are agreeing to our
Terms of Use.

iJobs Job Widget
iJobs People

Recruitment Genius: HR Manager

£36000 - £45000 per annum: Recruitment Genius: This is an exciting opportunity...

Ashdown Group: HR Manager Shared Services - Uxbridge, - 1 Year contract

£50000 per annum: Ashdown Group: HR Manager Shared Services - Uxbridge, Stock...

Recruitment Genius: Graduate Human Resource Officer and Executive Assistant

Negotiable: Recruitment Genius: This is an exciting opportunity to join one of...

Ashdown Group: HR Assistant (Events business) - Central Manchester - £20K

£18000 - £20000 per annum + Benefits: Ashdown Group: HR Assistant (Events busi...

Day In a Page

General Election 2015: Ed Miliband's unlikely journey from hapless geek to heart-throb

Miliband's unlikely journey from hapless geek to heart-throb

He was meant to be Labour's biggest handicap - but has become almost an asset
General Election 2015: A guide to the smaller parties, from the the National Health Action Party to the Church of the Militant Elvis Party

On the margins

From Militant Elvis to Women's Equality: a guide to the underdogs standing in the election
Amr Darrag: Ex-Muslim Brotherhood minister in exile still believes Egypt's military regime can be replaced with 'moderate' Islamic rule

'This is the battle of young Egypt for the future of our country'

Ex-Muslim Brotherhood minister Amr Darrag still believes the opposition can rid Egypt of its military regime and replace it with 'moderate' Islamic rule, he tells Robert Fisk
Why patients must rely less on doctors: Improving our own health is the 'blockbuster drug of the century'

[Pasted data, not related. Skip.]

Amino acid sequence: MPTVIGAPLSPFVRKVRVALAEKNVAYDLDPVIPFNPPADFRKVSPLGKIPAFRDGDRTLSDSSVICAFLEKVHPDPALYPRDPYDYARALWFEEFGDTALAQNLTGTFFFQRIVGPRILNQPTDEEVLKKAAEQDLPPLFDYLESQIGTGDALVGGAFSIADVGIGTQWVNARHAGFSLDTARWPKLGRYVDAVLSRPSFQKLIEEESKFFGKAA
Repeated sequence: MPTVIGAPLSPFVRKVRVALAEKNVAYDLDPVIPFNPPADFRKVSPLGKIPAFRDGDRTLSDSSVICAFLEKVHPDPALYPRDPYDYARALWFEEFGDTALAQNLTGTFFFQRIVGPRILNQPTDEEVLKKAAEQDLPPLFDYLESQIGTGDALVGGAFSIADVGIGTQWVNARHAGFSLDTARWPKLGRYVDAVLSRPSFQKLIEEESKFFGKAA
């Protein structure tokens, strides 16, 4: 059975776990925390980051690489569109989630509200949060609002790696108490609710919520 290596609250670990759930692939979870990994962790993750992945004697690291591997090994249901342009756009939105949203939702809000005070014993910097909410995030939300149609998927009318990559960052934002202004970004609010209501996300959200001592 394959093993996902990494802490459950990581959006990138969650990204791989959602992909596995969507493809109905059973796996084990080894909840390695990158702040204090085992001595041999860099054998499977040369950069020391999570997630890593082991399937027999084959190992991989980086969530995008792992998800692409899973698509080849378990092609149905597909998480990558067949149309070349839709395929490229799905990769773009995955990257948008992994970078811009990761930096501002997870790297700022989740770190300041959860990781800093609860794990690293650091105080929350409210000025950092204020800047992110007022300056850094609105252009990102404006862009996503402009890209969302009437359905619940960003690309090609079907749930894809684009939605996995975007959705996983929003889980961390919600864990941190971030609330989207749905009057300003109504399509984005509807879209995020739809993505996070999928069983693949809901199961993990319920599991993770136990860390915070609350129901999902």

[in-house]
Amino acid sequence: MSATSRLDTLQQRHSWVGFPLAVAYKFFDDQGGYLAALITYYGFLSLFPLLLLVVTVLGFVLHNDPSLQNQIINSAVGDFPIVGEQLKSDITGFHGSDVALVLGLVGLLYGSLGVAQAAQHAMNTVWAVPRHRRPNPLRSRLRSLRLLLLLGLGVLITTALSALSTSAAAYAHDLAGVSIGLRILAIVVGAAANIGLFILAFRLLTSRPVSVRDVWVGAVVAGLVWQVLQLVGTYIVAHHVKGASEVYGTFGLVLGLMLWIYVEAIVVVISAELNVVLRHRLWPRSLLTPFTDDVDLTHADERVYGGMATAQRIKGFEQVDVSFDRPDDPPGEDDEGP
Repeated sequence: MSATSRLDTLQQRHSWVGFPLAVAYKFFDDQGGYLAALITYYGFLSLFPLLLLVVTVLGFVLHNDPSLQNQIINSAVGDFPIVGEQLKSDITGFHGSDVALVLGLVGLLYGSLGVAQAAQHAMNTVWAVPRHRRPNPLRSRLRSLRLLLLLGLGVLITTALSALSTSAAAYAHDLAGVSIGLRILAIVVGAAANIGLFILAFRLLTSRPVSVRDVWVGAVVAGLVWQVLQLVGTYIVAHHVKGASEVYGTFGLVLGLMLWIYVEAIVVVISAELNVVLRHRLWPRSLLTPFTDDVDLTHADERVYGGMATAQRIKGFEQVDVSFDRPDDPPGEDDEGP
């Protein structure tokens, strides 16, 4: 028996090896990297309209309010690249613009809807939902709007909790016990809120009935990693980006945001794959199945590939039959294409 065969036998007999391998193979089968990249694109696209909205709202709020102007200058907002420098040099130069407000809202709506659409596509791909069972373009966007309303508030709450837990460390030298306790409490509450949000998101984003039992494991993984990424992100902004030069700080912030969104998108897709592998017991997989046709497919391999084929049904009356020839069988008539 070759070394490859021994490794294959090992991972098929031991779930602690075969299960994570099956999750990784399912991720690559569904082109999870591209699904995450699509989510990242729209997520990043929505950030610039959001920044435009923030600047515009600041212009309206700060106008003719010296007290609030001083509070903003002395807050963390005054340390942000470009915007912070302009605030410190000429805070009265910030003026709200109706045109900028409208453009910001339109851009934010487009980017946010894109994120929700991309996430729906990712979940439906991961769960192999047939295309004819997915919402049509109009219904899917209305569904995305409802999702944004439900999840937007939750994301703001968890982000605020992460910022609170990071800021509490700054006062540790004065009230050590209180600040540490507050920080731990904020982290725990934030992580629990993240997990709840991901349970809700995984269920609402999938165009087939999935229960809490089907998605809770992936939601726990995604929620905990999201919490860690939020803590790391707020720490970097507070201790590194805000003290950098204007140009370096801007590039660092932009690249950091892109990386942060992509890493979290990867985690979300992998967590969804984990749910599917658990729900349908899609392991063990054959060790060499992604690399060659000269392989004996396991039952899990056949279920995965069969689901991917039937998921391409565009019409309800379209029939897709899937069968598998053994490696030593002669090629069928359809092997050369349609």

Why patients must rely less on doctors

Improving our own health is the 'blockbuster drug of the century'
Sarah Lucas is the perfect artist to represent Britain at the Venice Biennale

Flesh in Venice

Sarah Lucas has filled the British pavilion at the Venice Biennale with slinky cats and casts of her female friends' private parts. It makes you proud to be a woman, says Karen Wright
11 best anti-ageing day creams

11 best anti-ageing day creams

Slow down the ageing process with one of these high-performance, hardworking anti-agers
Juventus 2 Real Madrid 1: Five things we learnt, including Iker Casillas is past it and Carlos Tevez remains effective

Juventus vs Real Madrid

Five things we learnt from the Italian's Champions League first leg win over the Spanish giants
Ashes 2015: Test series looks a lost cause for England... whoever takes over as ECB director of cricket

Ashes series looks a lost cause for England...

Whoever takes over as ECB director of cricket, says Stephen Brenkley
Fishing for votes with Nigel Farage: The Ukip leader shows how he can work an audience as he casts his line to the disaffected of Grimsby

Fishing is on Nigel Farage's mind

Ukip leader casts a line to the disaffected
Who is bombing whom in the Middle East? It's amazing they don't all hit each other

Who is bombing whom in the Middle East?

Robert Fisk untangles the countries and factions
China's influence on fashion: At the top of the game both creatively and commercially

China's influence on fashion

At the top of the game both creatively and commercially
Lord O’Donnell: Former cabinet secretary on the election and life away from the levers of power

The man known as GOD has a reputation for getting the job done

Lord O'Donnell's three principles of rule
Rainbow shades: It's all bright on the night

Rainbow shades

It's all bright on the night
'It was first time I had ever tasted chocolate. I kept a piece, and when Amsterdam was liberated, I gave it to the first Allied soldier I saw'

Bread from heaven

Dutch survivors thank RAF for World War II drop that saved millions
Britain will be 'run for the wealthy and powerful' if Tories retain power - Labour

How 'the Axe' helped Labour

UK will be 'run for the wealthy and powerful' if Tories retain power